Attempting to protect people’s information, the EU made it more vulnerable.
The European Union’s General Data Protection Regulation (GDPR) is thought to provide the strongest set of data protection rules. After all, it was designed to modernize already tight laws protecting the personal information of individuals.
In such safety, concerning cracks appear. The rights granted to individuals may be exercised by bad actors.
Responses to data subject requests, under the GDPR, must be made promptly. (CCPA rights requests lead to similar problems: explored in this article in the IAPP’s Daily Digest.) This process is meant to allow data subjects to exercise their rights without being subjected to automated decision-making and profiling. This includes the rights of access and rectification, data portability, right to withdraw consent, right to object, right to be forgotten, and right to restriction of processing.
Companies must snap into responsiveness considering they may be penalized for either making the request process too burdensome for the data subjects or for collecting excessive amounts of personal data just for the authentication itself. The penalties for these offenses could be significant with administrative fines up to 20,000,000 euros.
Ph.D. student and cybersecurity researcher James Pavur, in conducting research, used the enumerated rights to extract sensitive information about his fiancé. As a starting point, Pavur found his fiance’s full name, e-mail addresses, home address, and phone number that he was able to find through basic online searches. This is small potatoes. As Womble Bond Dickinson partner Ted Claypoole wrote in his book Protecting Your Internet Identity, ”If you need more information to perform ID theft or stalk a family member, you’ll find that general searches can unearth employment information, family and genealogy data, social media postings made by family members themselves, and much, much more.”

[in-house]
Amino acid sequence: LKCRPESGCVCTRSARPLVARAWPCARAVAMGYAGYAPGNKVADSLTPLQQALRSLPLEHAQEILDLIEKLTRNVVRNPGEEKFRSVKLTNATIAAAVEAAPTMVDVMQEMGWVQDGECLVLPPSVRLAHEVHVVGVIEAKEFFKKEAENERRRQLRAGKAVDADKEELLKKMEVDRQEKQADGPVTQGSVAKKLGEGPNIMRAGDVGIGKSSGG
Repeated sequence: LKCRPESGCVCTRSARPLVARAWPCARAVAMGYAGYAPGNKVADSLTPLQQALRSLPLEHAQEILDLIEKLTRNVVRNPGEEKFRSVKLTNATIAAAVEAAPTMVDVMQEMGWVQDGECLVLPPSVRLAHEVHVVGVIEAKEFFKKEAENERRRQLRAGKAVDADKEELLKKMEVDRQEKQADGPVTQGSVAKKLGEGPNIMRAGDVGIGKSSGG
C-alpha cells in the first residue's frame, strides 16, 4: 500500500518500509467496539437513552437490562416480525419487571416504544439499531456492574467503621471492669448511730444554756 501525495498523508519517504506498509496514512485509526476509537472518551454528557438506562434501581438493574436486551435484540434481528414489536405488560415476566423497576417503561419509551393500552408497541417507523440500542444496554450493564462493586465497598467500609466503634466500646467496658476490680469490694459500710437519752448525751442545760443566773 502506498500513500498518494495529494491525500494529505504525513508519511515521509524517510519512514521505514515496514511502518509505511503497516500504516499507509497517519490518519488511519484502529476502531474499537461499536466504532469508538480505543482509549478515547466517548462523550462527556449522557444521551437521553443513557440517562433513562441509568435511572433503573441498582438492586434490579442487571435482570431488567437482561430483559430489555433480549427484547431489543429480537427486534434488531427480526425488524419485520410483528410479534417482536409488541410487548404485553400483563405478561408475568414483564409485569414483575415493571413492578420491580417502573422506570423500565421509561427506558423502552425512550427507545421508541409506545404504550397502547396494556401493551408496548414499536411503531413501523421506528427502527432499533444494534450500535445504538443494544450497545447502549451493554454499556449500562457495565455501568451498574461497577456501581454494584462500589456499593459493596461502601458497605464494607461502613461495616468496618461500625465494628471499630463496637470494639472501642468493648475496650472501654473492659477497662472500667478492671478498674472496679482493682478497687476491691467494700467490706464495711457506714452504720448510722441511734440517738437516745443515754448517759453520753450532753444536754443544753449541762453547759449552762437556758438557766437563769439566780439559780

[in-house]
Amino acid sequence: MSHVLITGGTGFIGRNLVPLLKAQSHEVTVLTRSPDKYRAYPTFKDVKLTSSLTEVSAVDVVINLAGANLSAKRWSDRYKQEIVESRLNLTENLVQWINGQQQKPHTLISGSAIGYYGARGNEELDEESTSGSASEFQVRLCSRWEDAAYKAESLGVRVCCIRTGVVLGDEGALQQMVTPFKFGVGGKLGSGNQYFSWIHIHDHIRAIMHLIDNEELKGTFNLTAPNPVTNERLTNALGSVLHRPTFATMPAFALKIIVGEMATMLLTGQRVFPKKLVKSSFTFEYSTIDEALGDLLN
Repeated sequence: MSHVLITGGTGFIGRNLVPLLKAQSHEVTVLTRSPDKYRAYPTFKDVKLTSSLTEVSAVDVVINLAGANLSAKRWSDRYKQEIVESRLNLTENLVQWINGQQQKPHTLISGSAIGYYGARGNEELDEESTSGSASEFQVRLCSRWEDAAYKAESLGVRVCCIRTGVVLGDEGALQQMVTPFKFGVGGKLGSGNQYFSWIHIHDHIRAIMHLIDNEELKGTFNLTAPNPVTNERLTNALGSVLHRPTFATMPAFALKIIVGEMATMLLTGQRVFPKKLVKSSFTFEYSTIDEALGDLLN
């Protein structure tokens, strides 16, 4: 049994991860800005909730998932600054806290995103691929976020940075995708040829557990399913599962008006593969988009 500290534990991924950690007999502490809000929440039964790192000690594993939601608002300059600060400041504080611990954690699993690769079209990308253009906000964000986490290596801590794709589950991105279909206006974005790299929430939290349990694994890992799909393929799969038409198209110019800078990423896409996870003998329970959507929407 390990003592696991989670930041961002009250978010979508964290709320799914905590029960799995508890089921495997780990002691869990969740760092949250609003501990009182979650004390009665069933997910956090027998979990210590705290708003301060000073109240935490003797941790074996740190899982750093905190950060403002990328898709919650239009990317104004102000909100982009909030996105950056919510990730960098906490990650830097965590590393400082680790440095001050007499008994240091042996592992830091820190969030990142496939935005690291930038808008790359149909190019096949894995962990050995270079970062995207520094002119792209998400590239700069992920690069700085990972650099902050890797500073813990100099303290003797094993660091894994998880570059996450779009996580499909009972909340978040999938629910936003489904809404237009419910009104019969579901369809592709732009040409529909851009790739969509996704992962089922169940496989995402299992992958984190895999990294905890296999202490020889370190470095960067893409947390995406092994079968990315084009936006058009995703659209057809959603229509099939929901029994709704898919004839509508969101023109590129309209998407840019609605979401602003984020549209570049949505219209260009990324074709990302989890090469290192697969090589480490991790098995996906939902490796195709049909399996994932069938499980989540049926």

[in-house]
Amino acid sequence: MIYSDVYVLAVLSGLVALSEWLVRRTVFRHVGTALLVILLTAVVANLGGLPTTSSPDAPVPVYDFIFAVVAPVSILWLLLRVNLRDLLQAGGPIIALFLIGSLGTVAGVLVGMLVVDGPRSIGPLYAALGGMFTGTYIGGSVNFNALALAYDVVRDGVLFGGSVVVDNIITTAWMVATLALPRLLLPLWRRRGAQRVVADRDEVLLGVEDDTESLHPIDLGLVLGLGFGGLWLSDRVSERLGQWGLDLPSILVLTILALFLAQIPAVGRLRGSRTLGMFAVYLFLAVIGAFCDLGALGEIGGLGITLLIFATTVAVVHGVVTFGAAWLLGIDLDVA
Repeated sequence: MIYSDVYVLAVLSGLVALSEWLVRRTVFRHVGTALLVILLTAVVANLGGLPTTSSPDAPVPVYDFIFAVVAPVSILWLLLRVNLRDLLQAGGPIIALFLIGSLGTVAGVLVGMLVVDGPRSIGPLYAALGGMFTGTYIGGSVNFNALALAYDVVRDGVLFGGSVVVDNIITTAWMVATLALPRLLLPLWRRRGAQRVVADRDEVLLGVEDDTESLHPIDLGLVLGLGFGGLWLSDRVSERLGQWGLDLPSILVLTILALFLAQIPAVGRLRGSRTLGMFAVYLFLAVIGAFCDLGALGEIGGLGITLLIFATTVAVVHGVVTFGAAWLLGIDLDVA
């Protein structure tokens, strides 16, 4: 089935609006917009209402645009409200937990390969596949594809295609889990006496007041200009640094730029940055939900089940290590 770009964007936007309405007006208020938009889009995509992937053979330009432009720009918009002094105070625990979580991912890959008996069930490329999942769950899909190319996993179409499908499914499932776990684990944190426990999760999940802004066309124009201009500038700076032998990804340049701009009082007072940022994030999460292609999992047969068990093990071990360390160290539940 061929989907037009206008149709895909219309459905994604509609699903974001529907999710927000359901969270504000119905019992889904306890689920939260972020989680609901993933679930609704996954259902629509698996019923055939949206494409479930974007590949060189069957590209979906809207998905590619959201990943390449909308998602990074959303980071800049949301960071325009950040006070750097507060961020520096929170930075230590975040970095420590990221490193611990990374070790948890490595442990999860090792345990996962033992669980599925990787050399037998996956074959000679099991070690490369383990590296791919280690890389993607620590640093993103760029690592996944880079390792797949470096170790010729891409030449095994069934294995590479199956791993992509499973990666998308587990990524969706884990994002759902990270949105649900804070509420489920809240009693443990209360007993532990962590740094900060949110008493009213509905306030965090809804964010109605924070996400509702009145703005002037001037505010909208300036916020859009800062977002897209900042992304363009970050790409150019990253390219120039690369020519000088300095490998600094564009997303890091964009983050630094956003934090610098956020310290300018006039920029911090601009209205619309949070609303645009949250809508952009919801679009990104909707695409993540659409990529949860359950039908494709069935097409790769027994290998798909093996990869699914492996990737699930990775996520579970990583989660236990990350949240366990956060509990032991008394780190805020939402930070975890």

Using these data points, Pavur sent requests to companies, pretending to be his fiancé in exercising her enumerated GDPR rights. He was able to obtain his fiance’s social security number, date of birth, mother’s maiden name, passwords, previous home addresses, travel logs, high school grades, partial credit card numbers, and her engagement with online dating.
Two thirds of companies Pavur contacted responded with sufficient information to reveal the existence of an account in Pavur’s fiance’s name. A quarter of the responsive companies provided sensitive data without verifying the identity of the requestor. Another 15 percent requested information from him that could have easily been forged.
However, the GDPR in Article 11, also says that, if the purposes for which a controller processes personal data do not or no longer require the identification of a data subject by the controller, the controller shall not be obliged to maintain, acquire or process additional information in order to identify the data subject for the sole purpose of complying with the GDPR.
Entities that are able to demonstrate that they cannot sufficiently verify the data subject requestor’s identity should inform the requestor of this issue and maintain compliance with the GDPR. In sum, the fear of enforcement actions by entities can lead them to providing sensitive information to bad actors. But if the entities are not promptly responding or requesting verification information deemed to be too invasive, they would be subject to enforcement actions as well. Damned if you do, damned if you don’t.